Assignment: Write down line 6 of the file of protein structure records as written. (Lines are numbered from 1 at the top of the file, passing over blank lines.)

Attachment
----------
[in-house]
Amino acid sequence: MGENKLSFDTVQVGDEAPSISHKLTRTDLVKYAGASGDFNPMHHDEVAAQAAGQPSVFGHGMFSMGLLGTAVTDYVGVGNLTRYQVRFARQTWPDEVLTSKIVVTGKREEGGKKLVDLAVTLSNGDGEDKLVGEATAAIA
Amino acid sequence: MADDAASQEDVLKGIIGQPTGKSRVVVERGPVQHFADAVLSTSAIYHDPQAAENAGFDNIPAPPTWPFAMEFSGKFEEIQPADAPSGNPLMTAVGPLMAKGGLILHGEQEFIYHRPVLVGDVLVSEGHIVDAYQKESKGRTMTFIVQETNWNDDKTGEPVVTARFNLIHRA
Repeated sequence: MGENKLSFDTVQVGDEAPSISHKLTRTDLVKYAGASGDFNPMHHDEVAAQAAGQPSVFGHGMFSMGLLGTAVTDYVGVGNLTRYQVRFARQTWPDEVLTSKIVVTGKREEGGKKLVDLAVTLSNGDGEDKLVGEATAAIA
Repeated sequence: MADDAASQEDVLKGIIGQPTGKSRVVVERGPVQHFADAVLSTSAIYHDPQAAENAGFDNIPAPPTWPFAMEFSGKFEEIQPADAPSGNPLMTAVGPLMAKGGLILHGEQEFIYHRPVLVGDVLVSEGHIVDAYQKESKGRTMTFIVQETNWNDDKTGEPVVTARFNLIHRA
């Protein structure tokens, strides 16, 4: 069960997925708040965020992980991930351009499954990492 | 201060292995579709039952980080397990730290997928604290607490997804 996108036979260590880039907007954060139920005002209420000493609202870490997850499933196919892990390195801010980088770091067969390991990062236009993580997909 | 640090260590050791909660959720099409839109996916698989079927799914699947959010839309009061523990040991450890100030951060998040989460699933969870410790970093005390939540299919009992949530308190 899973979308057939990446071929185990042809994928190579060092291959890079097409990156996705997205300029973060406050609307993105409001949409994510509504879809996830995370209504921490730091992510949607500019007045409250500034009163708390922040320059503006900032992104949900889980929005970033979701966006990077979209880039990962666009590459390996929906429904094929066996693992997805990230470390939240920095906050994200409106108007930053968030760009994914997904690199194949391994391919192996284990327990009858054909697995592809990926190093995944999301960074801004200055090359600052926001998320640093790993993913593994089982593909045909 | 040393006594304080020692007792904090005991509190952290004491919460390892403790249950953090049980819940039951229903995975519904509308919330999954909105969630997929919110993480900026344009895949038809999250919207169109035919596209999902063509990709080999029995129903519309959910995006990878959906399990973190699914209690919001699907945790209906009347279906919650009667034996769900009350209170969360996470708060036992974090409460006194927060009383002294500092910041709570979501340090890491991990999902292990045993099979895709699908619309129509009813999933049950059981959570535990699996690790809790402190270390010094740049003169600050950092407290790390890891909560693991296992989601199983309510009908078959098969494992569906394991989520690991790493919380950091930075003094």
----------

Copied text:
């Protein structure tokens, strides 16, 4: 069960997925708040965020992980991930351009499954990492 | 201060292995579709039952980080397990730290997928604290607490997804 996108036979260590880039907007954060139920005002209420000493609202870490997850499933196919892990390195801010980088770091067969390991990062236009993580997909 | 640090260590050791909660959720099409839109996916698989079927799914699947959010839309009061523990040991450890100030951060998040989460699933969870410790970093005390939540299919009992949530308190 899973979308057939990446071929185990042809994928190579060092291959890079097409990156996705997205300029973060406050609307993105409001949409994510509504879809996830995370209504921490730091992510949607500019007045409250500034009163708390922040320059503006900032992104949900889980929005970033979701966006990077979209880039990962666009590459390996929906429904094929066996693992997805990230470390939240920095906050994200409106108007930053968030760009994914997904690199194949391994391919192996284990327990009858054909697995592809990926190093995944999301960074801004200055090359600052926001998320640093790993993913593994089982593909045909 | 040393006594304080020692007792904090005991509190952290004491919460390892403790249950953090049980819940039951229903995975519904509308919330999954909105969630997929919110993480900026344009895949038809999250919207169109035919596209999902063509990709080999029995129903519309959910995006990878959906399990973190699914209690919001699907945790209906009347279906919650009667034996769900009350209170969360996470708060036992974090409460006194927060009383002294500092910041709570979501340090890491991990999902292990045993099979895709699908619309129509009813999933049950059981959570535990699996690790809790402190270390010094740049003169600050950092407290790390890891909560693991296992989601199983309510009908078959098969494992569906394991989520690991790493919380950091930075003094």